are jointly liable for any obligations of the business. They are also bound by any
actions of the other owners.
Limited Partnership
In a limited partnership, the business structure combines the features of a limited
company. Sometimes used as a tax shelter, there isn’t a legal entity separate and
distinct from the businesses owners. In most limited partnerships, it contains at least
one full partner and at least one limited partner. It’s the general partners that control
and manage the partnership and are still jointly responsible for the business’s debts
and obligations. In this partnership, the limited partner does not control or participate
in the management of the business and are only liable up to the sum of money they
invested. With a limited partnership, both parties — general partners and limited
partners — benefit from any profits, capital gains, investments credits, etc.
Limited Liability Partnership
Similar to a limited partnership, with a limited liability partnership, no partner involved
is liable for any negligent acts of any of the other partners.
Limited Liability, Limited Partnership
With this type of classification, the partnership agreement makes it so that no partner
is personally responsible for any damages that may arise out of the acts of the other
partners in the business.
Limited Liability Companies
Limited liability companies or LLC’s are a relatively new type of business structure. It
combines limited personal liability with the single taxation found in a partnership or
sole-proprietorship. The profits and tax benefits are split with the partners or any
stockholders. The tax return for an LLC is generally filed with the tax authorities only.
This is for the purpose of information and each shareholder files their own tax returns.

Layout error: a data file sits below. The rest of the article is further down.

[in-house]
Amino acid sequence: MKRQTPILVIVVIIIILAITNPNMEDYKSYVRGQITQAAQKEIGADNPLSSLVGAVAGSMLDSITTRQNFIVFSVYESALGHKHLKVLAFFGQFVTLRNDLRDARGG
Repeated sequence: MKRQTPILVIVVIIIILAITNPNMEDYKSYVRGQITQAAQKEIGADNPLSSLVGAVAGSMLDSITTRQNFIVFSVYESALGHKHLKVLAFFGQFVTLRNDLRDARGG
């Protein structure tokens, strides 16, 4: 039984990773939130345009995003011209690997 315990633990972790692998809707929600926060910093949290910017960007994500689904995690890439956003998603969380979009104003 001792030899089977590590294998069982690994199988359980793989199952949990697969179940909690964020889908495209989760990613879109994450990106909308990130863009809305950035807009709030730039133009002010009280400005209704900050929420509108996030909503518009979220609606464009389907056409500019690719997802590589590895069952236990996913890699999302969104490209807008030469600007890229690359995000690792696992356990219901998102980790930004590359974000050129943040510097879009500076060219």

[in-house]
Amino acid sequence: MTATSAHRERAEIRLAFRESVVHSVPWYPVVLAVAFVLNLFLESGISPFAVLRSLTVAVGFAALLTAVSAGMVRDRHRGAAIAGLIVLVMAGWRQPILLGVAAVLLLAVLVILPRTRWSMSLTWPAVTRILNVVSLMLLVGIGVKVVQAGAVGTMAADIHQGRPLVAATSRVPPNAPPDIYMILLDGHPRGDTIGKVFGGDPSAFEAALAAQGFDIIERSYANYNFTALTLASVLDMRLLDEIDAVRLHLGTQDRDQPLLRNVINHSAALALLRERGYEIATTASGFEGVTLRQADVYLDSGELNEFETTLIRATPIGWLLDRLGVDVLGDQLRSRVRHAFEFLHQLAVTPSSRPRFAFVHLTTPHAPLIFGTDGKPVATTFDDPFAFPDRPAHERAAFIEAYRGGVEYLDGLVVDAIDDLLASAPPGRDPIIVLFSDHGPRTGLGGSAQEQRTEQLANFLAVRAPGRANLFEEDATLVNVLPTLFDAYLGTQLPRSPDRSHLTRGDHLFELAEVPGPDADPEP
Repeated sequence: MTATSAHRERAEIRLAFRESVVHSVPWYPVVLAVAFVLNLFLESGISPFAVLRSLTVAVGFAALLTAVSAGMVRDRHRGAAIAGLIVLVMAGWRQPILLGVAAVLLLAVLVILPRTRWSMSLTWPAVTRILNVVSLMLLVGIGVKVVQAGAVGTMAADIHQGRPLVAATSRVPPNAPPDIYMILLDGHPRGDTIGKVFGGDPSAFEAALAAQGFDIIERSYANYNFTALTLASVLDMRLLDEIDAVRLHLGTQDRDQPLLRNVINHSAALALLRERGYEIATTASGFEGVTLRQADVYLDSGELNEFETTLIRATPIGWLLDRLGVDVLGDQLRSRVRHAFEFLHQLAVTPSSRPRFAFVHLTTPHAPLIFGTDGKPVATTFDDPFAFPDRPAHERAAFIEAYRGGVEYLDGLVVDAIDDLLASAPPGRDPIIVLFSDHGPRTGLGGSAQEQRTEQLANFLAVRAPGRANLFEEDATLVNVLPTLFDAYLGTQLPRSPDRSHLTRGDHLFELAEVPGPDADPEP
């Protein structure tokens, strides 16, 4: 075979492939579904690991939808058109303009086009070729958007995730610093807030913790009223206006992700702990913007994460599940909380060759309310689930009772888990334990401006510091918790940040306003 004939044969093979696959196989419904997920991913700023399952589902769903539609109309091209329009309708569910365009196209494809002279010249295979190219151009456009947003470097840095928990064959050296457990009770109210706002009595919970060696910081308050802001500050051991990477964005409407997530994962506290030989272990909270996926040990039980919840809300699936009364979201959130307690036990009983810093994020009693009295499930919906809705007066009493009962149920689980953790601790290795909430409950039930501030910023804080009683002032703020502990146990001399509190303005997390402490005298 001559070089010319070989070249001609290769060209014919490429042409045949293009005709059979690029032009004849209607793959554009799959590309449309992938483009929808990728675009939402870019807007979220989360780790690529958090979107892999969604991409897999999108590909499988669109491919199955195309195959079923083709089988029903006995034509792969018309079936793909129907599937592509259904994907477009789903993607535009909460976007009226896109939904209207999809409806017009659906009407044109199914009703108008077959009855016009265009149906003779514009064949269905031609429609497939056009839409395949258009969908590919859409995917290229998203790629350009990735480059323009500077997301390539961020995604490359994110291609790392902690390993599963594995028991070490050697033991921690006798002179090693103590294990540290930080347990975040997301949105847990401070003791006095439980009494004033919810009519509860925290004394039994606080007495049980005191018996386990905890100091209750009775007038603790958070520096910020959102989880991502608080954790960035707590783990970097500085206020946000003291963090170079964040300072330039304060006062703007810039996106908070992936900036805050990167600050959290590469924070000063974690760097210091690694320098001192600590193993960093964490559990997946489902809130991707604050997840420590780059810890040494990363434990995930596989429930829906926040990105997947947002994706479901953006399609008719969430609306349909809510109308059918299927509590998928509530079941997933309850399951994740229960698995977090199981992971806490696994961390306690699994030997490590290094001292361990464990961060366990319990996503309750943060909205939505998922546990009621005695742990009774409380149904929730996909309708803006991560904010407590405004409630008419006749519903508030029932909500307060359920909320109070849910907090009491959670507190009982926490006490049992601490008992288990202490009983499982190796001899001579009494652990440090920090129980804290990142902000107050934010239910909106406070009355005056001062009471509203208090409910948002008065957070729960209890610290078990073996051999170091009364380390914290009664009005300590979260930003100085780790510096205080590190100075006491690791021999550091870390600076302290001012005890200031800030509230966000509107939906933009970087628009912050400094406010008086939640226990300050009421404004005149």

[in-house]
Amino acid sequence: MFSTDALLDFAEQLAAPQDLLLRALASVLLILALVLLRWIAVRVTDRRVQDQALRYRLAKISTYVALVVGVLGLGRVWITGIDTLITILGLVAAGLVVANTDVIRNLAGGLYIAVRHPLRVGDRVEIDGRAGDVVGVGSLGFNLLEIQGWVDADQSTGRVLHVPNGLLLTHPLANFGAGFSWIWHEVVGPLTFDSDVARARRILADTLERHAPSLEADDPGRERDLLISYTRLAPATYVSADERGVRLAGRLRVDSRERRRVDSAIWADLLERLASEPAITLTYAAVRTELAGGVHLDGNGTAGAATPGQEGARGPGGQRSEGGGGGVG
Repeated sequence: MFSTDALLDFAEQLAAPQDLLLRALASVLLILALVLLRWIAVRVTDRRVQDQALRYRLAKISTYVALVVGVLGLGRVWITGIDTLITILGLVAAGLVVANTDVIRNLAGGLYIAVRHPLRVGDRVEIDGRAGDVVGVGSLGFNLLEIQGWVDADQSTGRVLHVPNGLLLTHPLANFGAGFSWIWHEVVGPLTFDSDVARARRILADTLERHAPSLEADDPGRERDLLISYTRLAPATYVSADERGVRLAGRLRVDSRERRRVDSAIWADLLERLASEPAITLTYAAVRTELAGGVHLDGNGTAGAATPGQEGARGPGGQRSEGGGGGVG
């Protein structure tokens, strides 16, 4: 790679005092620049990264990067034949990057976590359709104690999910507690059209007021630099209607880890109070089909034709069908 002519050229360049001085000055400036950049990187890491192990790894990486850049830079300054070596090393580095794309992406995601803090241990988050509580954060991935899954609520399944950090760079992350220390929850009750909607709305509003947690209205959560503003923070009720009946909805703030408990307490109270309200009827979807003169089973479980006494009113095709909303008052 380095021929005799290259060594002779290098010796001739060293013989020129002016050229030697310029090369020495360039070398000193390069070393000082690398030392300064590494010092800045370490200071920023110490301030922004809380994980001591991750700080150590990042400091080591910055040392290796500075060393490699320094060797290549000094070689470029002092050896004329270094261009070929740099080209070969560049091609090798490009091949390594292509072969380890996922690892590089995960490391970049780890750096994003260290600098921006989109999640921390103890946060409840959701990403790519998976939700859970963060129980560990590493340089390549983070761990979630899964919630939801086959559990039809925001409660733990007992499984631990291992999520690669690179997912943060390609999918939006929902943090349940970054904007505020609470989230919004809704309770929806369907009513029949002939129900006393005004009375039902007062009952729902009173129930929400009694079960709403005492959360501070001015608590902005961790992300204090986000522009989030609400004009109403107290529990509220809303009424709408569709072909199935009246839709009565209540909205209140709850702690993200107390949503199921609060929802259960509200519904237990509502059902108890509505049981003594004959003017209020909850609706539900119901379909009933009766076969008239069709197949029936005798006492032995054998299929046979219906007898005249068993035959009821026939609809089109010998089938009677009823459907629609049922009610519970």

C Corporation
A C Corporation or C Corp is an economic system in which goods and services are
exchanged for one another on the basis of perceived worth. Every one of these
businesses will require some form of investment and a sufficient amount of customers
that the product or service can be provided for or sold to on a consistent basis.
S Corporation
A type of business structure in which the company’s income passes through its
stockholders in proportion to the investment made. It is taxed at a personal income
tax rate as well. S corporations are allowed only one type of stock with a limited
about of stockholders.
Step 2: Finding a Lender
Once you’ve established which classification your laundromat will fall under, you will
need to begin searching out funding options, of which there are four types. There is
a private lender, a leasing company, suppliers and lending institutions, each with
their own pros and cons.
Private Lender
A private lender is exactly that. It could be a family member, a business partner or
even investors. Keep in mind that a private lender might want more say in how you
operate your business.
Lending Institutions
A lending institution is an organization such as a bank, credit union or finance
company that makes loans. They will look at both your credit rating and business
plan with greater scrutiny.
Leasing Company
A leasing company will purchase the equipment you require and lease or rent it to
you. For the most part, the lease, like an automobile lease, will be done at a fixed
rate and for a specified time period. At the end of the lease, you can choose to
purchase the equipment or lease new equipment.
Some laundry manufacturers and even some distributors offer financing, but only if
you are purchasing their equipment. There are cases that they might even finance
everything including things like leasehold improvements or utility impact fees. The
terms will be decided by the manufacturer. A benefit to working with Supplier
Financing is that those involved in the credit decision are very familiar with the type
of business you want to open. This knowledge and the experience to evaluate
potential cash flow of the specific business may allow you to finance more than a
traditional lending establishment would approve a loan for.
Step 3: Putting together your business plan
There are many different ways to put a business plan together. Some are lengthy,
some are short and to the point. All include an:
• executive summary
•company description that focuses on your start-up plans, what your classification
will be, the business history, your vision, values and mission.
• description of your product or service, focusing on the benefits
• strategic plan for implementation which has goals and tools of measurement.
•financial analysis which includes projected costs, a cash flow analysis, a ProForma,
the break-even point and another that will demonstrate financial solvency.
Creating your vision
In the excitement of starting your own business, it’s not uncommon to get ahead of